triangular Greenland icecap
Tuesday, March 3 2009
I was at the Woodbourne medium-security prison today working in the Bard computer lab. Nearly sixty passwords had been collected from prisoner-students and my job was to create accounts on a file server. Complicating matters was the fact that everything I'd been presented had been written out long hand by individual students, and I couldn't always determine what had been written. This was particularly problematic when it came to passwords, and I found myself having to make annotations of what I thought the passwords actually were.
And then, after creating all those accounts, I discovered that I'd failed to first unlock the server, so none of my changes were going to survive the reboot. At first I thought I might just be able to disable CornerStone CompuGuard, the application responsible for "locking" the server. But then I found a CompuGuard document and learned that in its locked state, all temporary changes are actually made to a separate file which isn't read during the reboot. Disabling CompuGuard would do me no good. And Windows wasn't helpful at all; it provides no mechanism to import or export a computer's user accounts. So I was forced to enter all those accounts again manually. Though relatively minor, this might actually be my single biggest data loss ever. Fortunately, it turns out that it is possible to do a menial task about three times faster than the first time when it's done a second time.
As always, a hulking guard had been assigned to me to keep inmates out of the room and provide escort services. He didn't need to do anything during the entire four hours I was there, and so he just sat there metabolizing his last meal and respiring, all basic functions of the brain stem and autonomic nervous system. If I'd been him, the higher levels in my brain (all its innovations since the Medulla oblongata) would have been suicidally bored. Amazingly, though, this guard hadn't even brought a book to read. Perhaps such non-work distractions are forbidden. I can't imagine a worse hell than being a prison guard. I'd rather be a prisoner.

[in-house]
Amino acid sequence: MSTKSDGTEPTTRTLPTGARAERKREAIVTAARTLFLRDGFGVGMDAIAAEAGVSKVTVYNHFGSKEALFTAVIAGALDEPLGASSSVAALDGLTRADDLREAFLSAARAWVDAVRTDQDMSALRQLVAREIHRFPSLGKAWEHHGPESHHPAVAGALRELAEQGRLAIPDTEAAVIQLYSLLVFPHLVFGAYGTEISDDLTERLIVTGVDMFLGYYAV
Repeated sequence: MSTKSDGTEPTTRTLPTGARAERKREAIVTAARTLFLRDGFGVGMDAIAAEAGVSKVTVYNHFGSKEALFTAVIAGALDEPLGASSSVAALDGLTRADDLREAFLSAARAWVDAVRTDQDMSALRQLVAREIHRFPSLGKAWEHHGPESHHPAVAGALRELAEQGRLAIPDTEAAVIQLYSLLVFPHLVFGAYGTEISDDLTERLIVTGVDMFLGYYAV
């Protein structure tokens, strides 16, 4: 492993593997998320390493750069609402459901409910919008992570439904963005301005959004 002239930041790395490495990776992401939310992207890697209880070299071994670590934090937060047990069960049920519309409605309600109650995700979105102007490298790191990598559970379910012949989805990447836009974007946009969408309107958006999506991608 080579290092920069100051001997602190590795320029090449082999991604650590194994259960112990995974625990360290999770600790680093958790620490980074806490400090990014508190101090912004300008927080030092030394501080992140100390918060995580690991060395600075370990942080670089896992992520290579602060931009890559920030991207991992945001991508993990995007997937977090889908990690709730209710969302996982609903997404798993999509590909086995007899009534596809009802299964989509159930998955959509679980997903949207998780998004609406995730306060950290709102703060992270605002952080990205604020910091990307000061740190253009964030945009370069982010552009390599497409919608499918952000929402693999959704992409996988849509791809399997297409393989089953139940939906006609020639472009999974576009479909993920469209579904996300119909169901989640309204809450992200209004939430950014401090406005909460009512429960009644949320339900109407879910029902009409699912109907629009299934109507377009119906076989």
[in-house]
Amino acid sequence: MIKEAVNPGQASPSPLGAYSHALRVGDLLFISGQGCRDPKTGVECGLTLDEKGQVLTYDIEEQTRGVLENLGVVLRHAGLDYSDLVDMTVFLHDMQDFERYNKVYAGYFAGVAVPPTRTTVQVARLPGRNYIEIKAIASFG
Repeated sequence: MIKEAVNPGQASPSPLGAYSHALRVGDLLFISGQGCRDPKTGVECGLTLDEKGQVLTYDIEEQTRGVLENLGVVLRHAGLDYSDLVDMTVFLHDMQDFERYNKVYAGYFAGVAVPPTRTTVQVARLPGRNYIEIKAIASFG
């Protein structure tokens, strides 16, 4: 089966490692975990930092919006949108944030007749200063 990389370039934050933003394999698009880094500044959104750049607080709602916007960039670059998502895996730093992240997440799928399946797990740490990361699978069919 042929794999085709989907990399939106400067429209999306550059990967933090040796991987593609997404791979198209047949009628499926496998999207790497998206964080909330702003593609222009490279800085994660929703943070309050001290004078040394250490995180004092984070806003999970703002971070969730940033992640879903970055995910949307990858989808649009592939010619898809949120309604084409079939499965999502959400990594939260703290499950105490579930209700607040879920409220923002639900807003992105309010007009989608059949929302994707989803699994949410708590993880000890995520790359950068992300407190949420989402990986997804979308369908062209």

Near the end of my scheduled time in the lab, my assigned guard was getting antsy to go, and I found my work accelerating madly, particularly as I assigned each folder its specific user permissions, a tediously-manual process that it would seem an operating system should be able to automate. I vaguely of enjoyed the game of racing against the clock, and if my cerebral blood glucose levels hadn't fallen to homeopathic levels I wouldn't have felt as miserable as I actually did.
On the homeward drive back north, I stopped at Il Paradiso, a pizza place in that shopping center along the airport road just north of Ellenville. I ordered two slices of their least-disgusting vegetarian slices, though I wasn't really prepared for how much cheese they'd been slathered in. Don't get me wrong; I don't consider myself a vegan and will eat real cheese in situations like this, but the slices were covered in a good half-inch slab of cheese, some of which looked to be ricotta trapped beneath a thick skin of mozzarella. It was like a triangular Greenland icecap of cheese, and it was revolting. Making matters worse, there was virtually no red sauce on the slices whatsoever. I ended up throwing part of one of the slices away, something I do even less often than the experiencing of data loss.
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